So this makes normalization impossible.
Therefore, most vulnerability management tools cannot cope with these unknowns and they struggle to find ways to bring pen test data into vulnerability management.
Next slide, please.
So how bad is it. Let's start at the beginning. Pen testing as a mainstream practice has been around for the past couple of decades. It has its roots in the consulting world. And by the nature of consulting, it's a competitive market. Companies and individuals within those companies, they're all competing for your hard-earned dollars so everyone is trying to outdo each other.
So now we have the deliverable from a pen test usually a static PDF or Doc report. Usually, dozens or hundreds of pages long as well with a bunch of fluff. Companies spend days if not weeks trying to create the perfect report, one which justifies the thousands of dollars you just spent on their services. And because they're competitive, they all try to create new phrases and introduce new sections to make the report look impressive and to avoid the dreaded “Nessus Pen Test report”, which is making the report feel that it's being pre canned.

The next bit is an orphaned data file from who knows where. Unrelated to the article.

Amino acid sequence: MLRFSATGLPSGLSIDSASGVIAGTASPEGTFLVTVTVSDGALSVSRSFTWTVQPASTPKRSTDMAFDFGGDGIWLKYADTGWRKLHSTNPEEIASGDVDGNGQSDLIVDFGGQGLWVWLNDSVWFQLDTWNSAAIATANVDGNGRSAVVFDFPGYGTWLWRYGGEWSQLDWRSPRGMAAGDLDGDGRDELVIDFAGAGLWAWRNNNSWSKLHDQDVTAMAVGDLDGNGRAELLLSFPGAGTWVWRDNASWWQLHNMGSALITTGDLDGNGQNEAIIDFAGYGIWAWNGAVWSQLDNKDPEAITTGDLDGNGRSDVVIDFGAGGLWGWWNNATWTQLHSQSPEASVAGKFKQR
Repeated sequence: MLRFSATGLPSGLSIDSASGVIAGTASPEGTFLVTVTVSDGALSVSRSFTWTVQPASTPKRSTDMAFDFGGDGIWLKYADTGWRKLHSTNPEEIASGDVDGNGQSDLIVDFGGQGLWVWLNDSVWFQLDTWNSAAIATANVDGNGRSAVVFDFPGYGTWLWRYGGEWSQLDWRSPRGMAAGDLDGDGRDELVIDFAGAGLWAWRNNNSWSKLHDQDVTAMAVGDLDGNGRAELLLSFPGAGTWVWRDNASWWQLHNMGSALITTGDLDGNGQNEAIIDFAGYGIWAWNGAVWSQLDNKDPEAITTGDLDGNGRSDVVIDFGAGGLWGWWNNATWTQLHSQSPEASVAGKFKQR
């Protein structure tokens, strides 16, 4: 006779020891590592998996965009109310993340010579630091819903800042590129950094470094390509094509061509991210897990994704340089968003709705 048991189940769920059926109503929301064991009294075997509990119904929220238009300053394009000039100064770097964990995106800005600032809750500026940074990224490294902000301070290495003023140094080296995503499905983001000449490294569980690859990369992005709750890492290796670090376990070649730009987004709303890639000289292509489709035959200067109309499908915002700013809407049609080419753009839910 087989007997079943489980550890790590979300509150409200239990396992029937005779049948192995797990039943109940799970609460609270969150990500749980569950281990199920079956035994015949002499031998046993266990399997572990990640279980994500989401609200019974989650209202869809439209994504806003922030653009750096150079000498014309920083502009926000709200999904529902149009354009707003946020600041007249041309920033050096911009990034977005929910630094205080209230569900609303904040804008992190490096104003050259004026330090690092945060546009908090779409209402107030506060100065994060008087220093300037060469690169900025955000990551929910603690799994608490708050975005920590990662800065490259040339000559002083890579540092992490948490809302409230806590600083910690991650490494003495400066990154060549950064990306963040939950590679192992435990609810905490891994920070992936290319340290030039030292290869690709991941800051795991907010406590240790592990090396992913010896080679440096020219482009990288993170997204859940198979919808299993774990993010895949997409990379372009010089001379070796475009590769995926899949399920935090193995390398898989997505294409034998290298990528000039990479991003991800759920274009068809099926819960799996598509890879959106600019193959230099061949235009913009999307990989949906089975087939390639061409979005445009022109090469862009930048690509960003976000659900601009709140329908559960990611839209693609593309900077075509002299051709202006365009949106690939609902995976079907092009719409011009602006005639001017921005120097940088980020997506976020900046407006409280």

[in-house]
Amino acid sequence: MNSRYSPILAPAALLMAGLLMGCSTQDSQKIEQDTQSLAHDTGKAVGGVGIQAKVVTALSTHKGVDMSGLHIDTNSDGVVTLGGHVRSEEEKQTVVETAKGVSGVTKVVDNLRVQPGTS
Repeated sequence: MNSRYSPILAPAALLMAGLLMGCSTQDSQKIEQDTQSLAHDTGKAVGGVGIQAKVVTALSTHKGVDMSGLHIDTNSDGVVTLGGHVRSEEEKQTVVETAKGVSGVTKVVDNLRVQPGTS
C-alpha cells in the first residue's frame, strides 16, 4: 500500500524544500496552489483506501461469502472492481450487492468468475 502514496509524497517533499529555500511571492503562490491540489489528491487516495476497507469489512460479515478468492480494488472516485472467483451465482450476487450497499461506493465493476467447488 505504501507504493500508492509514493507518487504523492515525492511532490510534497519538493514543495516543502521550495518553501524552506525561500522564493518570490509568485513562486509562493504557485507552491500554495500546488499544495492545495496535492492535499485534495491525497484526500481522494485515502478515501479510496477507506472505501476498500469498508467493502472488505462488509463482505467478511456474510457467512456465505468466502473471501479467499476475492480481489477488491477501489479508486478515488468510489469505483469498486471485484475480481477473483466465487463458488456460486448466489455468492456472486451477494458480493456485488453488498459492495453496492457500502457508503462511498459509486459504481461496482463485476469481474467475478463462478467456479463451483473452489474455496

Therefore, you're not going to get the same report from 2 different vendors or even 2 different pen testers working within that same vendor.
If you don't believe me, you can see for yourself. Go to Google type in “GitHub Pen Test reports” the first link you'll find is to GitHub Julio Cesar Fort public repository, which is one that's quite popular and referenced a lot. It has samples from about 50 different companies all over the world. You can browse through each one and you'll start to see the problems that we're talking about.
So this is a problem. The inconsistency in our pen test findings causes a major bottleneck for vulnerability management. How do we turn those static reports into normalized findings?
The definitions and recommendations for vulnerabilities change between each person doing QA on those vulnerabilities and there's no tags to say: Hey this is actually the same one as the ones that your company found as part of those internal scanners.